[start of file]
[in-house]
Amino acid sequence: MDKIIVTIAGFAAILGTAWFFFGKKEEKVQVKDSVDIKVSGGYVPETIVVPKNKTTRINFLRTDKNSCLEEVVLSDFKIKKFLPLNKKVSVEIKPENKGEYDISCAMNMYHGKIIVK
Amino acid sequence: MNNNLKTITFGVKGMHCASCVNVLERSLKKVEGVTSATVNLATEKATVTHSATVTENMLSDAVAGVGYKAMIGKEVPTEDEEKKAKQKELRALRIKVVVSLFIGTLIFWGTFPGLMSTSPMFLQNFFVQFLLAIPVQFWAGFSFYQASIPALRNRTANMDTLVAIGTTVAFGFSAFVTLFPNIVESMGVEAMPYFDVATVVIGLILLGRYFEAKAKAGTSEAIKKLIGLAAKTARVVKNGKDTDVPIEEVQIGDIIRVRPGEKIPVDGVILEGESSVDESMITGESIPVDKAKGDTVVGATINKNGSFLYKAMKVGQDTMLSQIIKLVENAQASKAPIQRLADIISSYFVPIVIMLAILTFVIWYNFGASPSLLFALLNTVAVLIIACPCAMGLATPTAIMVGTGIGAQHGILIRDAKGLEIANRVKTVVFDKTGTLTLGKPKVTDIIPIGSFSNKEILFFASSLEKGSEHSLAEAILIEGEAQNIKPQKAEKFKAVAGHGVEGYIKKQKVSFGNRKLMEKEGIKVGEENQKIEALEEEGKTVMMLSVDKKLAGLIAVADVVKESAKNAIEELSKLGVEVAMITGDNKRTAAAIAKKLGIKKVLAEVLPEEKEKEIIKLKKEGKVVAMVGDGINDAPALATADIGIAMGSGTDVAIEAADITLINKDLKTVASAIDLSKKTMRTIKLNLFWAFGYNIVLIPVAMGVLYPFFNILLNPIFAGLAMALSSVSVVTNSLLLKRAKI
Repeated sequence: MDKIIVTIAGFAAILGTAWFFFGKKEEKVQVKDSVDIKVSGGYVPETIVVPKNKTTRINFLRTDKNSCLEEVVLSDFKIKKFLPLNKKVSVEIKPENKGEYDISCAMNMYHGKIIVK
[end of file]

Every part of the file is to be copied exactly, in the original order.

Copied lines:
[in-house]
Amino acid sequence: MDKIIVTIAGFAAILGTAWFFFGKKEEKVQVKDSVDIKVSGGYVPETIVVPKNKTTRINFLRTDKNSCLEEVVLSDFKIKKFLPLNKKVSVEIKPENKGEYDISCAMNMYHGKIIVK
Amino acid sequence: MNNNLKTITFGVKGMHCASCVNVLERSLKKVEGVTSATVNLATEKATVTHSATVTENMLSDAVAGVGYKAMIGKEVPTEDEEKKAKQKELRALRIKVVVSLFIGTLIFWGTFPGLMSTSPMFLQNFFVQFLLAIPVQFWAGFSFYQASIPALRNRTANMDTLVAIGTTVAFGFSAFVTLFPNIVESMGVEAMPYFDVATVVIGLILLGRYFEAKAKAGTSEAIKKLIGLAAKTARVVKNGKDTDVPIEEVQIGDIIRVRPGEKIPVDGVILEGESSVDESMITGESIPVDKAKGDTVVGATINKNGSFLYKAMKVGQDTMLSQIIKLVENAQASKAPIQRLADIISSYFVPIVIMLAILTFVIWYNFGASPSLLFALLNTVAVLIIACPCAMGLATPTAIMVGTGIGAQHGILIRDAKGLEIANRVKTVVFDKTGTLTLGKPKVTDIIPIGSFSNKEILFFASSLEKGSEHSLAEAILIEGEAQNIKPQKAEKFKAVAGHGVEGYIKKQKVSFGNRKLMEKEGIKVGEENQKIEALEEEGKTVMMLSVDKKLAGLIAVADVVKESAKNAIEELSKLGVEVAMITGDNKRTAAAIAKKLGIKKVLAEVLPEEKEKEIIKLKKEGKVVAMVGDGINDAPALATADIGIAMGSGTDVAIEAADITLINKDLKTVASAIDLSKKTMRTIKLNLFWAFGYNIVLIPVAMGVLYPFFNILLNPIFAGLAMALSSVSVVTNSLLLKRAKI
Repeated sequence: MDKIIVTIAGFAAILGTAWFFFGKKEEKVQVKDSVDIKVSGGYVPETIVVPKNKTTRINFLRTDKNSCLEEVVLSDFKIKKFLPLNKKVSVEIKPENKGEYDISCAMNMYHGKIIVK